trust me, i REALLY tried to like the Garmin as far as planing and uploading a route goes, but it's WAY too slow...
    I was thinking of a similiar arrangement...
    Poetically vacant... -U.D.

  14. #14
    Speed is Life... UnfilteredDregs's Avatar
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    Quote Originally Posted by f4rrest View Post
    It depends on what you mean by "navigation."

    The 500 and 510 use "courses" (a .tcx file) without an actual map display or street names. Just "turn left", "go north" along with a line indicating where your path should be and an arrow showing your position relative to the path. Heck, even my old 305 did this. This is entirely sufficient to get by without route slips.

    The convenience with the 510 is that you can load the courses from your phone without plugging your garmin into a PC.
    Full blown GPS is what I mean...map, street names, etc.. Directions devoid of references are sketchy at best and what if you get off your route? As little operator interpretation as possible...
    Poetically vacant... -U.D.

  15. #15
    SpIn SpIn SuGaR! FIVE ONE SIX's Avatar
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    Quote Originally Posted by FLvector View Post
    It can be tough to follow in areas with several quick turns. In that case I usually scroll to the screen that shows the next 5-6 turns and lists the street names, how far ahead and the direction of the turn.
    are you sure you're using a 500?! cause the 500 doesn't list street names, it just shows a line that you have to follow. that's why i use Google Maps, which is extremely accurate, and i figured out how to pre-load routes to Google Maps using the chrome to phone extension...

  16. #16
    SuperGimp TrojanHorse's Avatar
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    I used a 500 for a while and I'd plan my route on RWGPS and upload it to the garmin whenever I was riding a new route in unfamiliar territory. It works OK. You can get a little LCD track to follow, so if you miss a turn, you refer to the page with the track and you can work your way back on course. It works OK for what it is, but the turn alerts tend to come up as you're blowing through your turn, so it's not perfect.

    I have an 800 now and I want to hurl that *** thing through a mirror some days. For some reason, if you blow through your turn and then get back on track, it has a tantrum and the "distance to next turn" field stops working correctly. Argh. You do get the advance pop up alerts though, like you would on a regular GPS (and coupled with that distance to next field, I know when to start looking) but sometimes it doesn't work. I think the screen is hard to read even if you stop, so when I get lost, which happened to me TWICE yesterday on my 80 mile jaunt, I stop and whip out the cell phone and check google maps.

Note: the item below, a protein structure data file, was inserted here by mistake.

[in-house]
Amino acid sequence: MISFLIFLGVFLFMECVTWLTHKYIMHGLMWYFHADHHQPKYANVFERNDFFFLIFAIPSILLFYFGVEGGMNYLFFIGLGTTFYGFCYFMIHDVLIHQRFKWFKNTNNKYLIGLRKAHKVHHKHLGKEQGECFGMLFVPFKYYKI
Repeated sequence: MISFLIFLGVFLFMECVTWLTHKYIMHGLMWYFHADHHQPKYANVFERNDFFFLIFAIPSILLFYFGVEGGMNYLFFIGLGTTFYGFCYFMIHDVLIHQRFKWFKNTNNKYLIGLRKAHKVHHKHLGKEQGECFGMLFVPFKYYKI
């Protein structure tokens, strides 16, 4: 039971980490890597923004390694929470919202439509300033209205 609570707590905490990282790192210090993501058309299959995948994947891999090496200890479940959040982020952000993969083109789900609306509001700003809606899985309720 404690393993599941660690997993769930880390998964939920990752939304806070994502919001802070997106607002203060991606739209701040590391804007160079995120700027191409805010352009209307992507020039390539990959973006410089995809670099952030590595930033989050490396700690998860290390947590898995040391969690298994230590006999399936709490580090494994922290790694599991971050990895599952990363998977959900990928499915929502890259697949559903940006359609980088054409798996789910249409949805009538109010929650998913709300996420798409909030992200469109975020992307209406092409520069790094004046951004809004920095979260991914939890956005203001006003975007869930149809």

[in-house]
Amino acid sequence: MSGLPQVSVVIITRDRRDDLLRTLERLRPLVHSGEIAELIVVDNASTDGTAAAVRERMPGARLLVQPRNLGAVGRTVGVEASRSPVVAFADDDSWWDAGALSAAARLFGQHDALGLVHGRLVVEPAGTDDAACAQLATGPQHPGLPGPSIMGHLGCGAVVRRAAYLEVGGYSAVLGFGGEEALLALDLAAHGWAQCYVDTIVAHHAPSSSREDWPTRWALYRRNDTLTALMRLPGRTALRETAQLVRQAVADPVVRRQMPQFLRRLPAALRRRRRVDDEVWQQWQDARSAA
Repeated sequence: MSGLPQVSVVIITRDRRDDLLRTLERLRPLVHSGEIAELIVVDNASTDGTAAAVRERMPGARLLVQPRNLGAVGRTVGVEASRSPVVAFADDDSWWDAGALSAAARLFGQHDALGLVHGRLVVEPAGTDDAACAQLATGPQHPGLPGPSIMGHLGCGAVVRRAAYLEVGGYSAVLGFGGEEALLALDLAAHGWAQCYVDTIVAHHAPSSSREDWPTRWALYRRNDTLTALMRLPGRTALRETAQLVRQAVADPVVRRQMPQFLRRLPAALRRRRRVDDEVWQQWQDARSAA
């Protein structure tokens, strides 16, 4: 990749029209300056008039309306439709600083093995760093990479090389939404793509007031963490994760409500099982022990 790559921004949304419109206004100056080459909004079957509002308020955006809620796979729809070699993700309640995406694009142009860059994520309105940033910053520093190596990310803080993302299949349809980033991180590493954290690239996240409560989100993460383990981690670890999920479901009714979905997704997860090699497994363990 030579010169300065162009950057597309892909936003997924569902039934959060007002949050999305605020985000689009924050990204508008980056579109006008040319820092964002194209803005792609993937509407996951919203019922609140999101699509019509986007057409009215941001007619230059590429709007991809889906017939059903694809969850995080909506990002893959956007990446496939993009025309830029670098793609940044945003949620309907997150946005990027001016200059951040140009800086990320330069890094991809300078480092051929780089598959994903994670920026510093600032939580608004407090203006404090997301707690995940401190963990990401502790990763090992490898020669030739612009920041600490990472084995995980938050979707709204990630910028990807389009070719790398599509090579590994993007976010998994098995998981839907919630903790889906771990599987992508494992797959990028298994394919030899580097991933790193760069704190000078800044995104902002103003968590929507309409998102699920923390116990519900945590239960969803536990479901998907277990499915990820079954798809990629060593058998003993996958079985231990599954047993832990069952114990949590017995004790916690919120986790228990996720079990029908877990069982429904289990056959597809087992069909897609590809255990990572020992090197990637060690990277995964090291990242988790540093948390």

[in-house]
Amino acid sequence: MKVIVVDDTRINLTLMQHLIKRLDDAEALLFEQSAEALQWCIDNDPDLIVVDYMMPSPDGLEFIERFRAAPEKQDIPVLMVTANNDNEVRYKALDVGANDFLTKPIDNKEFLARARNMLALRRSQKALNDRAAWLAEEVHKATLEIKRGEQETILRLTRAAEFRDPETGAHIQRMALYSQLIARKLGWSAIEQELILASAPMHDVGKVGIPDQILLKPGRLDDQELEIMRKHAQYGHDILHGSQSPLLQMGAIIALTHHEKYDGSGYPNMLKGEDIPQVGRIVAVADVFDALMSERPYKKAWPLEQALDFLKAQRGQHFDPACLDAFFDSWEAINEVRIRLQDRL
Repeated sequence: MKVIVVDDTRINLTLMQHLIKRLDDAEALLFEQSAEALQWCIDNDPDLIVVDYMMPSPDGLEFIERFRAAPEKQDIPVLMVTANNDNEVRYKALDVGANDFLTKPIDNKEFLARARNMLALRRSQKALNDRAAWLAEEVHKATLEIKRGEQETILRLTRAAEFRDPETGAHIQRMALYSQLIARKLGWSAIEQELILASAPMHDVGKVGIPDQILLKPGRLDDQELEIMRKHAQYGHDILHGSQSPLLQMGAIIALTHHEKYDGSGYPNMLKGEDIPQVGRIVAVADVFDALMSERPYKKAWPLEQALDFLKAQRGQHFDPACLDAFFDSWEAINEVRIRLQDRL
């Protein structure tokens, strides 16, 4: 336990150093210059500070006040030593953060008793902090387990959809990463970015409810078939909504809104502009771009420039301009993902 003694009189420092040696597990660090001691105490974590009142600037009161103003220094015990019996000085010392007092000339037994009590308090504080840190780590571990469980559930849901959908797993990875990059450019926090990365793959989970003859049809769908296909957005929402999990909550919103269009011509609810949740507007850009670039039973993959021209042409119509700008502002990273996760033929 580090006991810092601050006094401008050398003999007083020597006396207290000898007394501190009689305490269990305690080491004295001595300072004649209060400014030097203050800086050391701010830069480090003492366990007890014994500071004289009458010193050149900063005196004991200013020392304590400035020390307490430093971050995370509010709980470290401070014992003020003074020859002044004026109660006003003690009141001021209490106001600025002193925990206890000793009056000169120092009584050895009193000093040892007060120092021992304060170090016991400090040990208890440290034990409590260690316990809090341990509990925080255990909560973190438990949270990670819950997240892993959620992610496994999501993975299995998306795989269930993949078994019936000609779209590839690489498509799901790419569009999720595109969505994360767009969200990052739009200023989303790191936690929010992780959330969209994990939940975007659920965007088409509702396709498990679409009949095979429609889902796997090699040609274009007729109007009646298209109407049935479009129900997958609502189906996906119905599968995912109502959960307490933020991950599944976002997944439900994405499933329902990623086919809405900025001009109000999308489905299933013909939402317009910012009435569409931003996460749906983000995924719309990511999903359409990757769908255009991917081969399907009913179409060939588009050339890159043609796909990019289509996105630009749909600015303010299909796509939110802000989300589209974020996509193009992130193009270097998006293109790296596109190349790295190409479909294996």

I do like the data collection of the garmin (or similar) units and I've had enough phones die on me mid ride that I like keeping my phone in a jersey pocket for emergencies. That's just me though.

    Extra rant: Ok Garmin - listen up. When I miss a turn I do NOT WANT to navigate directly to the end of the course. Most people are riding a loop so if I miss the first turn on a 100 mile ride then no, I don't want to quit. They really need to tweak recalculate so it gets you back on course, or takes you back to where you want off course. As it stands today, recalculating seems to be about the most poorly considered feature ever implemented on a garmin, and that's saying something.

  17. #17
    Speed is Life... UnfilteredDregs's Avatar
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    Reality is that dedicated devices like the Garmin are fast becoming an anachronism, rightfully so...

    They simply should just sell an app that integrates with whatever GPS you're using, syncs with sensors, and tracks your cycling.

    Dedicated hardware is ridiculous considering the capabilities of smartphones.
    Poetically vacant... -U.D.

  18. #18
    Stand and Deliver FLvector's Avatar
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    Quote Originally Posted by FIVE ONE SIX View Post
    are you sure you're using a 500?! cause the 500 doesn't list street names, it just shows a line that you have to follow. that's why i use Google Maps, which is extremely accurate, and i figured out how to pre-load routes to Google Maps using the chrome to phone extension...